Vermont Part 1: Charm Town, USA
“Stowe tries really hard to be charming, and it usually succeeds,” says Chad Ummel, a backwoods guide for Umiak Outdoor Outfitters, as we drive down the town’s main drag. Snow drifts down from a dark sky, dusting the roofs of Main Street’s clapboard shops and inns, while pale white lights twinkle from the trees, a postcard picture of New England quaintness. Chad and I have just snowshoed through the woods to an old sugar shack where we warmed our feet by a woodstove and sipped local hot cider, one of a selection of similarly picturesque winter adventures on offer at Umiak. Chad is right about Stowe, of course, but with its myriads of ski runs and abundant restaurants and microbreweries, Stowe has more than just charm to offer.
Stowe Mountain Lodge provides luxurious, on-hill accommodations for skiers and chalet bums alike. I’m firmly of the latter category, so I head straight to the spa for the lodge’s signature massage that uses Himalayan pink salt and apple pulp from Stowe Cider. While the salt exfoliates, the natural acidity in the apples conditions the skin, explains my masseuse, a no-nonsense woman named Gail with strong hands. I emerge from the treatment droopy-eyed and several million skin cells lighter, and float down to the outdoor hot tub where I sip a lightly-hopped craft cider and gaze out over the mountains.
The next day after a hearty breakfast at The Skinny Pancake (a Vermont institution beloved for its savoury crepes filled with local Cabot cheddar), I head down the mountain to sample the region’s other most prized creations. With more breweries per capita than any other state, Vermont’s love of craft beer is evident at the headquarters of The Alchemist.
Beer nerds have been known to cause traffic jams in their enthusiasm to get a taste of the Heady Topper American Double IPA, a bold, hoppy ale that has earned The Alchemist a cult following. Across the street at IdleTyme Brewing Company, the offerings range from Bavarian-style wheat beers to traditional British oatmeal stouts, all perfectly complemented by a menu of pub classics.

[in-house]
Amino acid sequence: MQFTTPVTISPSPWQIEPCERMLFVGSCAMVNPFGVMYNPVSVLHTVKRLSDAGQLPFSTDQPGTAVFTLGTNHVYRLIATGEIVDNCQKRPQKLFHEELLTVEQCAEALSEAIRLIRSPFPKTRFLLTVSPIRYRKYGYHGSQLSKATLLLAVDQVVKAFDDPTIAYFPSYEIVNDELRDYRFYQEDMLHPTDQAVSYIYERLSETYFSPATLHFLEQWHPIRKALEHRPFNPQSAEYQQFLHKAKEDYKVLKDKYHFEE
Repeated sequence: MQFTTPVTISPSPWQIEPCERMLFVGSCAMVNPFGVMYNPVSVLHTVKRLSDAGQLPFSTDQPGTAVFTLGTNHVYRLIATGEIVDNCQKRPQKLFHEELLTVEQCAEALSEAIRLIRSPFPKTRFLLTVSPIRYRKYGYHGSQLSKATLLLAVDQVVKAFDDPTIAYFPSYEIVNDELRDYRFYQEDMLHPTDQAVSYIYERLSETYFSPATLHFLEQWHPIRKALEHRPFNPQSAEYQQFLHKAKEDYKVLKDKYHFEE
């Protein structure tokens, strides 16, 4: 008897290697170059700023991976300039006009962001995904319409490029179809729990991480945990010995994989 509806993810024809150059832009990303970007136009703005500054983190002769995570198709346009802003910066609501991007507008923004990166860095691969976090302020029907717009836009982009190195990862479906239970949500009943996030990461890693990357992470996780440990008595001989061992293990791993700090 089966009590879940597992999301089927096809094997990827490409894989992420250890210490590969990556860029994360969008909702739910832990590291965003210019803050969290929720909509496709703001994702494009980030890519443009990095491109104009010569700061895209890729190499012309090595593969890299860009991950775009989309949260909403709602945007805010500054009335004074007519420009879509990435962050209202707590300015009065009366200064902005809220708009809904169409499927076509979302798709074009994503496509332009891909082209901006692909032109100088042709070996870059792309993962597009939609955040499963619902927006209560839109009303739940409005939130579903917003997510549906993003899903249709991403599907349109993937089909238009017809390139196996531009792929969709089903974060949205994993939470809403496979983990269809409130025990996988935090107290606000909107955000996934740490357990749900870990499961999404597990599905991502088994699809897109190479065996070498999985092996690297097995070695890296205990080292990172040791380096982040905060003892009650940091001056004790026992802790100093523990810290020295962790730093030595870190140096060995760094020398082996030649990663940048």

Following a hearty lunch of grilled bratwurst and sauerkraut, accompanied by IdleTyme’s Munich-style Helles Brook lager, I head down the road to the town of Waterbury, home to Vermont’s favourite sons, Ben Cohen and Jerry Greenfield. Ben & Jerry’s is beloved worldwide, but nowhere more than in their home state, where Phish Food fanboys like me arrive 362 days a year to take their famous factory tour, which includes samples of their newest flavours. Gazing down on the factory floor at smiling workers packing pints of Cherry Garcia, I find myself in awe of how so much wonderful stuff can emerge from such a small place. Such is the magic of northern Vermont, a place that tries hard to be charming and, to the benefit of weekend visitors from bigger, busier, less charming places, usually succeeds.
Stay tuned for part two of this Vermont series. In the meantime, read more about our seasonal destination filled with outdoor adventure that’ll keep you busy for days!
Stowe Mountain Lodge
7412 Mountain Rd; destinationhotels.com/stowe-mountain-lodge
Umiak Outdoor Outfitters
849 S. Main St; umiak.com
The Skinny Pancake
216 Hourglass Ln; skinnypancake.com
100 Cottage Club Rd; alchemistbeer.com
IdleTyme Brewing Company
1859 Mountain Rd; idletymebrewing.com
Ben & Jerry’s
1281 Waterbury-Stowe Rd; benjerry.com/about-us/factory-tours